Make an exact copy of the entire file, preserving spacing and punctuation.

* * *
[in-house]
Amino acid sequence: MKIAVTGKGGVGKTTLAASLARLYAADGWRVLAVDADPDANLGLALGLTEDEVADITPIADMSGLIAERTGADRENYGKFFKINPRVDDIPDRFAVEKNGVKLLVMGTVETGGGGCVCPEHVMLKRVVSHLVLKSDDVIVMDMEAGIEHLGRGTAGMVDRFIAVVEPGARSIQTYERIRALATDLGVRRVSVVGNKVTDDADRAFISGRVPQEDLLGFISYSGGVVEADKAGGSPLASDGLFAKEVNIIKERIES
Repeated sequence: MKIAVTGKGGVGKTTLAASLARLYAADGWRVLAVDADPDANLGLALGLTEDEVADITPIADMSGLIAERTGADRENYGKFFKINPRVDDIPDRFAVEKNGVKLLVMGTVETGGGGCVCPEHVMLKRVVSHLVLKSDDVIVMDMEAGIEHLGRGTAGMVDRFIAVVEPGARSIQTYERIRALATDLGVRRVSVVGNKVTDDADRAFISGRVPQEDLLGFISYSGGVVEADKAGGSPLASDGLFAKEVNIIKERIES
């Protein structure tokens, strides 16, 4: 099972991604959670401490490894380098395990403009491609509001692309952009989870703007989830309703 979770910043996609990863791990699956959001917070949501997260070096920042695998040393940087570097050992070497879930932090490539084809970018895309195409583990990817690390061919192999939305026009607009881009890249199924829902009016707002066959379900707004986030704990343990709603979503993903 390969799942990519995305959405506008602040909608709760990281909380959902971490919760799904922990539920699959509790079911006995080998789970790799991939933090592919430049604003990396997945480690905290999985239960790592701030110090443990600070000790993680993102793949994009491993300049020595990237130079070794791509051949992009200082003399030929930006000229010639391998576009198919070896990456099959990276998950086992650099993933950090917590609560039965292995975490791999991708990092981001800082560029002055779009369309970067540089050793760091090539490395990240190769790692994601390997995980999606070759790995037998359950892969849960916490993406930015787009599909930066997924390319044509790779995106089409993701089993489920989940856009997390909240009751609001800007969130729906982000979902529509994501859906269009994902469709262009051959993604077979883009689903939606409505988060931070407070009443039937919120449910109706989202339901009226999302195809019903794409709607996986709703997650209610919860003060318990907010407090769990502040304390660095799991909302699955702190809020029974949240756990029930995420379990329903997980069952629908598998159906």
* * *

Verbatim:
[in-house]
Amino acid sequence: MKIAVTGKGGVGKTTLAASLARLYAADGWRVLAVDADPDANLGLALGLTEDEVADITPIADMSGLIAERTGADRENYGKFFKINPRVDDIPDRFAVEKNGVKLLVMGTVETGGGGCVCPEHVMLKRVVSHLVLKSDDVIVMDMEAGIEHLGRGTAGMVDRFIAVVEPGARSIQTYERIRALATDLGVRRVSVVGNKVTDDADRAFISGRVPQEDLLGFISYSGGVVEADKAGGSPLASDGLFAKEVNIIKERIES
Repeated sequence: MKIAVTGKGGVGKTTLAASLARLYAADGWRVLAVDADPDANLGLALGLTEDEVADITPIADMSGLIAERTGADRENYGKFFKINPRVDDIPDRFAVEKNGVKLLVMGTVETGGGGCVCPEHVMLKRVVSHLVLKSDDVIVMDMEAGIEHLGRGTAGMVDRFIAVVEPGARSIQTYERIRALATDLGVRRVSVVGNKVTDDADRAFISGRVPQEDLLGFISYSGGVVEADKAGGSPLASDGLFAKEVNIIKERIES
């Protein structure tokens, strides 16, 4: 099972991604959670401490490894380098395990403009491609509001692309952009989870703007989830309703 979770910043996609990863791990699956959001917070949501997260070096920042695998040393940087570097050992070497879930932090490539084809970018895309195409583990990817690390061919192999939305026009607009881009890249199924829902009016707002066959379900707004986030704990343990709603979503993903 390969799942990519995305959405506008602040909608709760990281909380959902971490919760799904922990539920699959509790079911006995080998789970790799991939933090592919430049604003990396997945480690905290999985239960790592701030110090443990600070000790993680993102793949994009491993300049020595990237130079070794791509051949992009200082003399030929930006000229010639391998576009198919070896990456099959990276998950086992650099993933950090917590609560039965292995975490791999991708990092981001800082560029002055779009369309970067540089050793760091090539490395990240190769790692994601390997995980999606070759790995037998359950892969849960916490993406930015787009599909930066997924390319044509790779995106089409993701089993489920989940856009997390909240009751609001800007969130729906982000979902529509994501859906269009994902469709262009051959993604077979883009689903939606409505988060931070407070009443039937919120449910109706989202339901009226999302195809019903794409709607996986709703997650209610919860003060318990907010407090769990502040304390660095799991909302699955702190809020029974949240756990029930995420379990329903997980069952629908598998159906």